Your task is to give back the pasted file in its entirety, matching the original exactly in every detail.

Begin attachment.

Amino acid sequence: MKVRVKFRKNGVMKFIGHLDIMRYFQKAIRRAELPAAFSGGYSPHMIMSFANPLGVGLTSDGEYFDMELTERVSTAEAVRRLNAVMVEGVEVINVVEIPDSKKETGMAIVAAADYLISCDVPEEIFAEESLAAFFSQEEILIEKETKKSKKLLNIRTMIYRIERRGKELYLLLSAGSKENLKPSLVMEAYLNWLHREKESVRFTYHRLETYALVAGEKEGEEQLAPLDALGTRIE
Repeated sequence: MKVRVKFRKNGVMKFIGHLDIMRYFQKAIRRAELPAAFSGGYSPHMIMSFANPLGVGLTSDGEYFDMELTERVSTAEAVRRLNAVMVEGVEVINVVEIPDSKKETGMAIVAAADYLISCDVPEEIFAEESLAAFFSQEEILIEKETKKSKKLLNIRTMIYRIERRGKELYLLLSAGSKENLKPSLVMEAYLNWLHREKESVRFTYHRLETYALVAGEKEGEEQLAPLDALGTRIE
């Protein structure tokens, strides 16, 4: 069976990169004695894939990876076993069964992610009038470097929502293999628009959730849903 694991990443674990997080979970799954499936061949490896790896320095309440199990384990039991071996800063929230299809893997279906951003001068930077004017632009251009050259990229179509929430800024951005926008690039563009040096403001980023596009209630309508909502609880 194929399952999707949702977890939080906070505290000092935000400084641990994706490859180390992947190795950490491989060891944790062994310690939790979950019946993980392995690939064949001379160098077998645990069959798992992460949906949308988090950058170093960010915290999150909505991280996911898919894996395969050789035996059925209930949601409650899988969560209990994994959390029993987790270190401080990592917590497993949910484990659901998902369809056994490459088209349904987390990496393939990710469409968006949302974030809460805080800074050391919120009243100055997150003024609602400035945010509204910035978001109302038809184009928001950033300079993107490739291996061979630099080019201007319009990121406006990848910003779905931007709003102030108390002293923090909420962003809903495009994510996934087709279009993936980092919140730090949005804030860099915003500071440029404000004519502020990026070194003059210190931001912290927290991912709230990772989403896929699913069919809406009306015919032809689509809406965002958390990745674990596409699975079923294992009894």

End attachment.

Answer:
Amino acid sequence: MKVRVKFRKNGVMKFIGHLDIMRYFQKAIRRAELPAAFSGGYSPHMIMSFANPLGVGLTSDGEYFDMELTERVSTAEAVRRLNAVMVEGVEVINVVEIPDSKKETGMAIVAAADYLISCDVPEEIFAEESLAAFFSQEEILIEKETKKSKKLLNIRTMIYRIERRGKELYLLLSAGSKENLKPSLVMEAYLNWLHREKESVRFTYHRLETYALVAGEKEGEEQLAPLDALGTRIE
Repeated sequence: MKVRVKFRKNGVMKFIGHLDIMRYFQKAIRRAELPAAFSGGYSPHMIMSFANPLGVGLTSDGEYFDMELTERVSTAEAVRRLNAVMVEGVEVINVVEIPDSKKETGMAIVAAADYLISCDVPEEIFAEESLAAFFSQEEILIEKETKKSKKLLNIRTMIYRIERRGKELYLLLSAGSKENLKPSLVMEAYLNWLHREKESVRFTYHRLETYALVAGEKEGEEQLAPLDALGTRIE
């Protein structure tokens, strides 16, 4: 069976990169004695894939990876076993069964992610009038470097929502293999628009959730849903 694991990443674990997080979970799954499936061949490896790896320095309440199990384990039991071996800063929230299809893997279906951003001068930077004017632009251009050259990229179509929430800024951005926008690039563009040096403001980023596009209630309508909502609880 194929399952999707949702977890939080906070505290000092935000400084641990994706490859180390992947190795950490491989060891944790062994310690939790979950019946993980392995690939064949001379160098077998645990069959798992992460949906949308988090950058170093960010915290999150909505991280996911898919894996395969050789035996059925209930949601409650899988969560209990994994959390029993987790270190401080990592917590497993949910484990659901998902369809056994490459088209349904987390990496393939990710469409968006949302974030809460805080800074050391919120009243100055997150003024609602400035945010509204910035978001109302038809184009928001950033300079993107490739291996061979630099080019201007319009990121406006990848910003779905931007709003102030108390002293923090909420962003809903495009994510996934087709279009993936980092919140730090949005804030860099915003500071440029404000004519502020990026070194003059210190931001912290927290991912709230990772989403896929699913069919809406009306015919032809689509809406965002958390990745674990596409699975079923294992009894």